She stood about five feet tall wearing black nun shoes with a one inch heel, but Sister Mary Bernadette was a giant to the first graders at St. Paul’s Cathedral elementary school on High Street in Worcester in the 1960’s.
Although there was no separation between special needs kids and all others, at St. Paul's, all children were treated specially. Perhaps one could argue that, in those days, at least at that school, every child had an I.E.P. written in the intuition of the natural teachers that the Sisters of Mercy were.
Their brand of discipline was always rooted in love, which is perhaps the single difference between secular and religious discipline; the underlying perennial awareness of a divine loving authority.
Though unfortunately many adults now have horrifying memories of their times with nuns, not a single sister at St. Paul's had any anger issues or psychosis's that came off as abusive to their students. Rather, they were dignified, intelligent and compassionate women, but certainly firm when it came to creating order and structure in the classroom.
Cleanliness mattered to the nuns. It was part of an overall attitude of respect and prudence. Nothing was wasted. Long before recycling was in vogue, the sisters understood frugality. Every corner of every inch of paper was used before it was considered dispensable.
Sister Mary Bernadette was the quintessential nun. Daily she prayed the rosary while on school yard duty, pacing back and forth, up and down the slight hill behind the school on Chatham Street where the Cathedral parking lot is today. The penguin jokes just may have originated with her, as she was so small, completely covered in black save the white in her veil, and she waddled a bit.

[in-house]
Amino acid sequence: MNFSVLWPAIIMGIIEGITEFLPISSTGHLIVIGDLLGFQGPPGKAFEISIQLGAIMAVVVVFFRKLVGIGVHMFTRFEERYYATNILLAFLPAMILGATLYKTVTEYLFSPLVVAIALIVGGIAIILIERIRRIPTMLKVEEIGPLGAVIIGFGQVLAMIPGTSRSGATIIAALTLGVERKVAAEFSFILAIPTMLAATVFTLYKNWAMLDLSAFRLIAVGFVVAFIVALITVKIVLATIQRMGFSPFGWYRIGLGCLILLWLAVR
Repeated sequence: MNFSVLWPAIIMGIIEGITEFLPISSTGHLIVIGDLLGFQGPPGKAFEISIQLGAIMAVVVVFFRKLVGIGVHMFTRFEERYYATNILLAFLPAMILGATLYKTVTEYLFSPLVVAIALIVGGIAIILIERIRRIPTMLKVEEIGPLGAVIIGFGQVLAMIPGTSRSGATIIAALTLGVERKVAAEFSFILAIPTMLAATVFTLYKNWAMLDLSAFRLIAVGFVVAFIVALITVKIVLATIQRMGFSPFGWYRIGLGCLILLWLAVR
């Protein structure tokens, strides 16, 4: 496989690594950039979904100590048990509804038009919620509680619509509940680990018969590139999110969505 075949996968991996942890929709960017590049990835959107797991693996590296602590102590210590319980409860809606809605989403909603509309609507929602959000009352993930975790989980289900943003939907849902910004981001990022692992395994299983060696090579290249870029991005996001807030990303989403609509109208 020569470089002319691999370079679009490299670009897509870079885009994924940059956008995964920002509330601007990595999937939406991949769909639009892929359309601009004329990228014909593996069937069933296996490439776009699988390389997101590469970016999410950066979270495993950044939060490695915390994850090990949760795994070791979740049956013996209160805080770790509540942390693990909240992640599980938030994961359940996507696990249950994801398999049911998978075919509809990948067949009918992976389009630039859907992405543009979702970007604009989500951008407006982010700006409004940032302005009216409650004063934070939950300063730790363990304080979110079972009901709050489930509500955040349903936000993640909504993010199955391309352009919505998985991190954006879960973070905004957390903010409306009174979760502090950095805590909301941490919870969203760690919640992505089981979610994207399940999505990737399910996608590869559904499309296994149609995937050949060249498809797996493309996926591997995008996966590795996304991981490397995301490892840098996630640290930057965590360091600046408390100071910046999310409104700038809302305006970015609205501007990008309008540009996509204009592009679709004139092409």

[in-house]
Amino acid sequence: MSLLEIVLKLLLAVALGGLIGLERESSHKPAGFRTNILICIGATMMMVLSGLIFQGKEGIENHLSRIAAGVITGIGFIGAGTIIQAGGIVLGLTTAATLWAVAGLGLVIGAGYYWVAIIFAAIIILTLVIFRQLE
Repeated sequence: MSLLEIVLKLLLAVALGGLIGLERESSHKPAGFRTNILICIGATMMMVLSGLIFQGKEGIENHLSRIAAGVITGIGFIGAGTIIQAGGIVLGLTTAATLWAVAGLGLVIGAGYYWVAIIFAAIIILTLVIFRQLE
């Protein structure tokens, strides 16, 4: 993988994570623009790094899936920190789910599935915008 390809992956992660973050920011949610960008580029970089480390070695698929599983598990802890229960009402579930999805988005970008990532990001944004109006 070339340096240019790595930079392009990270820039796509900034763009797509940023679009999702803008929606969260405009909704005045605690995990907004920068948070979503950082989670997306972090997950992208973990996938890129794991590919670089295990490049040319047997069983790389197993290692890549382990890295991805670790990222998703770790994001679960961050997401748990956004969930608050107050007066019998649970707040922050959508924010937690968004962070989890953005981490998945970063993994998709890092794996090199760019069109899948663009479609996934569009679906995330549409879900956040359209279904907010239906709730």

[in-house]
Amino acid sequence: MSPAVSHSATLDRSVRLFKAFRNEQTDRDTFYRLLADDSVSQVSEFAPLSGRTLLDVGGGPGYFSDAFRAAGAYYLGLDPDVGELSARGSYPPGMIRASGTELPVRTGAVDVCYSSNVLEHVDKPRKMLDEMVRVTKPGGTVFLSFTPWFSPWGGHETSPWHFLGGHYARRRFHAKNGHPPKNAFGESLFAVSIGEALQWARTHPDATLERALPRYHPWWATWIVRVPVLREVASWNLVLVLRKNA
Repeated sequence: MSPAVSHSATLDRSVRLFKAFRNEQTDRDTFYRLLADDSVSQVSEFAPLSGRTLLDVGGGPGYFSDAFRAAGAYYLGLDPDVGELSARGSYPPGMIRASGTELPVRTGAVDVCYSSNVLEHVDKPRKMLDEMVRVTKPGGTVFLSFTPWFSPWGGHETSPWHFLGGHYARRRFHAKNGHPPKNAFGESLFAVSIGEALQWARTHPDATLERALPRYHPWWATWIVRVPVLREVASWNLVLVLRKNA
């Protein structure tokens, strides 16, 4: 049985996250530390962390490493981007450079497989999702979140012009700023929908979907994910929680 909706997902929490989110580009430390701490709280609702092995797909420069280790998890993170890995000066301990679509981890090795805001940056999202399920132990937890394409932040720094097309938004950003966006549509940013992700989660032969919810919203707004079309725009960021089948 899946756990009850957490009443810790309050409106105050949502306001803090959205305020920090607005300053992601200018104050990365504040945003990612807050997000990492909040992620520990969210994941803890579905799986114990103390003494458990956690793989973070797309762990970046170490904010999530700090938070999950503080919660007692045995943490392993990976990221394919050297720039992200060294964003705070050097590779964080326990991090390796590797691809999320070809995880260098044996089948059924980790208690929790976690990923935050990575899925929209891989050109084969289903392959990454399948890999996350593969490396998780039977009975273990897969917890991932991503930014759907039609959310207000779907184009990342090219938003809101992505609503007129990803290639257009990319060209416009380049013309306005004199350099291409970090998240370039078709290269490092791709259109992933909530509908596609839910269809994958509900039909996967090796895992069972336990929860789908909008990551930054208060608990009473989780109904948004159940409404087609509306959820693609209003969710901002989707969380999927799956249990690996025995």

But the children in the school yard loved her even though she paid little attention to them as she prayed and walked in a zen-like rhythm. She would occasionally stop to call a child over to pick up a piece of paper from the ground. And that could be the size of a finger-tip, but to Sister Mary Bernadette, small things mattered.
From the early 1950’s through around 1968 this little nun was the first impression that children would get of the experience of school and learning. And for so many, that first impression was delivered via the calligraphic letters that graced the top border of the chalkboard in the back of Sr. Mary Bernadette's classroom.
In colored chalk with letter illumination that would make the monks of the Middle Ages envious, these words were never erased:
“Little Children Love One Another”
This was the foundational rule of her classroom, and hence one that carried throughout the school till the eight grade.
Schools would do well to take this simple message into their classrooms today.
Ideas or comments? Contact Patricia at firstname.lastname@example.org